Sometimes, with writing, you’re rolling with disadvantage. One of the most memorable pieces of writing advice I have ever heard was at a panel at a sci-fi and fantasy convention where the topic was writing and mental health. One audience member asked how the panelists with depression managed to keep writing through a major depressive episode. And one of the panelists essentially said, “I didn’t.” Once he found the an antidepressant that worked for him, he was able to get into a productive writing routine, but during that depressive episode, no number of nifty tricks and tips could help him put words on a page.

And you know what? Sometimes that happens. And it sucks. Like, really sucks, and not just because it keeps you from writing. But it doesn’t make you a bad writer. Here’s a great, but longer series of posts from writer and Writing about Writing Facebook page admin Chris Breechen about the truth about writing routines that says a lot more about this issue than I have the space to say here [2].

Gather yourself a party.

Most D&D games consist of a smallish party of 3 – 6 people. Maybe some parties are bigger, and I’ve DMed sessions with only a single player. But the three main components of D&D—exploration, social interaction, and combat—are easiest when they’re done in a group. And believe it or not, the same goes for writing.

I have taught writing classes of various types[3] for eight years. And I was a writing tutor for five years before that. If there’s one thing I know about writing, it’s that sharing it—scary as it may be—is one of your best tools for moving past writing difficulties, and that includes writer’s block. Even just talking through a scene with someone can help you shape it more firmly in your mind.

Whether you’re part of a formal writing group, or you join a site like Scribophile to trade works with other writers, or you just hand your writing off to a friend or family member for a quick read-through, finding a regular, trustworthy writing party can help you slice through that writing block like a +1 Luck Blade slicing through a Gelatinous Cube.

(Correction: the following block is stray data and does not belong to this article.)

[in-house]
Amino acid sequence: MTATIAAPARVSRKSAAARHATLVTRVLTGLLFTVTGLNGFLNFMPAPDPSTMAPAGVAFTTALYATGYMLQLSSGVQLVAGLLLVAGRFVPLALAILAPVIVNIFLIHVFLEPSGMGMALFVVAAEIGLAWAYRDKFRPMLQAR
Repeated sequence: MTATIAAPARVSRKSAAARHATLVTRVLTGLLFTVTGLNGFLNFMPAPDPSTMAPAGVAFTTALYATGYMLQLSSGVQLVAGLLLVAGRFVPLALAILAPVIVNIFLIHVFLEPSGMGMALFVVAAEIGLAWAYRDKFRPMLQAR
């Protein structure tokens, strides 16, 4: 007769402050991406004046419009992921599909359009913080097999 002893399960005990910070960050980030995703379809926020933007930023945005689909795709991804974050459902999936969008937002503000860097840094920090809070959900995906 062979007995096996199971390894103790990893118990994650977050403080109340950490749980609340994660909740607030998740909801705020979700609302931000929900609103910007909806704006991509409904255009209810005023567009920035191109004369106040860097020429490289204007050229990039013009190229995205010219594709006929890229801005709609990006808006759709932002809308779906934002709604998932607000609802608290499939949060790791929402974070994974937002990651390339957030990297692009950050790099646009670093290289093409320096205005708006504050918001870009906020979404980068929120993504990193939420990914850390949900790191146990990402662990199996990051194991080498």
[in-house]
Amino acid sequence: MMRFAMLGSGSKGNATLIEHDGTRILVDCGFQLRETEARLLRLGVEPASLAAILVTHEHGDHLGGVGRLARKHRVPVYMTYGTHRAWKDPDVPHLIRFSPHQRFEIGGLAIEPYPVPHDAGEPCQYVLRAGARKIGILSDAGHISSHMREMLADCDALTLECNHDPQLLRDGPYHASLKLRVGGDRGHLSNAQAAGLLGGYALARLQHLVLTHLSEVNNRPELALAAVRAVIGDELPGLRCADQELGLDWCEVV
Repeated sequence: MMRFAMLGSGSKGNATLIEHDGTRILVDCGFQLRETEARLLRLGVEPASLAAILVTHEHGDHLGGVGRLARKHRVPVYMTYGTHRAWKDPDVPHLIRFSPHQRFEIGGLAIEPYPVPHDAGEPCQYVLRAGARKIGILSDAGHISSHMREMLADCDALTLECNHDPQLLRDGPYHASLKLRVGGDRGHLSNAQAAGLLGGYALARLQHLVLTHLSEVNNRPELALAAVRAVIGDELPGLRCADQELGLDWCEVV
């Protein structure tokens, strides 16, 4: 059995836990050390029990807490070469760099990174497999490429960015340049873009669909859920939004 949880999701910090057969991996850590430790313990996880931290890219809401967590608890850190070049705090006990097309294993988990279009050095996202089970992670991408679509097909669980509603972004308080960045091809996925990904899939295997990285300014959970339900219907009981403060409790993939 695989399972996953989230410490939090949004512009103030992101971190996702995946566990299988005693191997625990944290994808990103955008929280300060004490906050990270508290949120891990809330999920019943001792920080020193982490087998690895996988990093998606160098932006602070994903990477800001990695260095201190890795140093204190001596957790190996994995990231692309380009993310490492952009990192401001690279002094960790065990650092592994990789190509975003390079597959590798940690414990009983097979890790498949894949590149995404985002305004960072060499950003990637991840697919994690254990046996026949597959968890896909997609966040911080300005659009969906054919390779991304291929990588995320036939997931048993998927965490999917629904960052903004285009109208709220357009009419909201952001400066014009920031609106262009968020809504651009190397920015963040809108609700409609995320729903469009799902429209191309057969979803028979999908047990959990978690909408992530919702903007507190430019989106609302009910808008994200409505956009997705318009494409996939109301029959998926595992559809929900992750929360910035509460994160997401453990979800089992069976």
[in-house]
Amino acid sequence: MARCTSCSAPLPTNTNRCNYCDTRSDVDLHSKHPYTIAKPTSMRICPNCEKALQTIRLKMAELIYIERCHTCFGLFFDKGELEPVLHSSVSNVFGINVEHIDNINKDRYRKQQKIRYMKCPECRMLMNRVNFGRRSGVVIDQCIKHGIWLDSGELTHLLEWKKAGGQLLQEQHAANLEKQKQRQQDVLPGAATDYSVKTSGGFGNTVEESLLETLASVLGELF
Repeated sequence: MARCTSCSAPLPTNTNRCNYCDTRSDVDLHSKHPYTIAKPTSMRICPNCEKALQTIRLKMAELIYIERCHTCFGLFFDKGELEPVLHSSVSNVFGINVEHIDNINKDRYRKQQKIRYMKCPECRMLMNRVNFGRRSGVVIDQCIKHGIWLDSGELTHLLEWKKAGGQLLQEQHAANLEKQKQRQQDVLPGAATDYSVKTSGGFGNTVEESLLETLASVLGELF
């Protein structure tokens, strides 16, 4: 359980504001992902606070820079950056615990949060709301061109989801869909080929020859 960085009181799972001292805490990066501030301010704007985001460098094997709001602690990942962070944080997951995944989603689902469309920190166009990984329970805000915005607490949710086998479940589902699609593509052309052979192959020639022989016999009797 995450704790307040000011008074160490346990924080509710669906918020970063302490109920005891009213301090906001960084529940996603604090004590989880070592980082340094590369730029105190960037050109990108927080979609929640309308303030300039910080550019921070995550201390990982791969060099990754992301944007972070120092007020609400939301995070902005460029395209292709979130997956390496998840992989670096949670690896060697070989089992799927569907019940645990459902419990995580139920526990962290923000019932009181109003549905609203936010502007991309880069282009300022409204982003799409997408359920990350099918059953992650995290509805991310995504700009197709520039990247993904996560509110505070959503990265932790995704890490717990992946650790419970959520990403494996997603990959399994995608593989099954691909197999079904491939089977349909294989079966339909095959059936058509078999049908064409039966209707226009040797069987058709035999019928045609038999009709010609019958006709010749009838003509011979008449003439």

But learn your party members’ strengths, and be clear in what you ask of them.

Here’s the thing, though. One of the great things about Dungeons and Dragons is that each player’s character has their own strengths; on the flip side, each has their own weaknesses, too. And the same likely goes for your writing party.

Just like you wouldn’t ask your lawful-good paladin to use thieves’ tools to break into a locked treasure chest (that’s your rogue’s job), you don’t necessarily want to talk to your Plot Hole Detector when you’re staring down a Behemoth Blank Page. Now, if you’re actively trying to find those plot holes so you can fill them up—of course, call that Detector over. But for a Behemoth Blank Page, you likely want someone you can bounce ideas off instead.

Now, that’s not to say the same person can’t do both of those things, and that’s why it’s so important to clarify what you’re looking for when you’re asking someone to help you work through a writing difficulty. When you ask for help, be sure you ask precisely.

Rests are good….

In D&D, after several grueling rounds of combat, a party might elect to take a short or long rest to recover some or all of their hit points before they move to the next room in the dungeon. And if you’ve been staring at the same blank page for the last twenty minutes, maybe you do, too. Get up; stretch your legs; make some coffee or tea; meditate. Recover some hit points, and then try tackling that Behemoth Blank Page once more.

…in the proper environment.

In the wrong environment, though, a short rest can prove dangerous. If you don’t properly barricade that door, a wandering Bugbear may burst through and foil your attempt to regain that HP. And most writers know how easy it is for a five-minutes social media break to turn into a whole hour of scrolling. I’m not saying never use social media to break up your writing; I’m saying be honest with yourself about what kind of break will be most useful in any given moment.

What do you think? Do you play D&D? What other lessons does it have for writers? What about other TTRPGs? Let me know in the comments!

Footnotes:

[1]: The McElroys have described it as explicitly not an actual-play podcast, because their goal is not so much actual play as it is comedy and storytelling. But, still.

[2]: Incidentally, as I was scrolling through the Facebook page trying to find that post, I also found a post he wrote titled, “9 Thinks Dungeons & Dragons Taught Me about How to Write.” I didn’t read it until after I wrote this post, but there’s a chance I saw the link on Facebook and it gave me the idea for this post. #nowriterisanisland

[3]: Full disclosure: these classes have been of many types (first-year writing, tech writing, professional writing, digital writing, stem writing, etc), but not of the fiction writing type.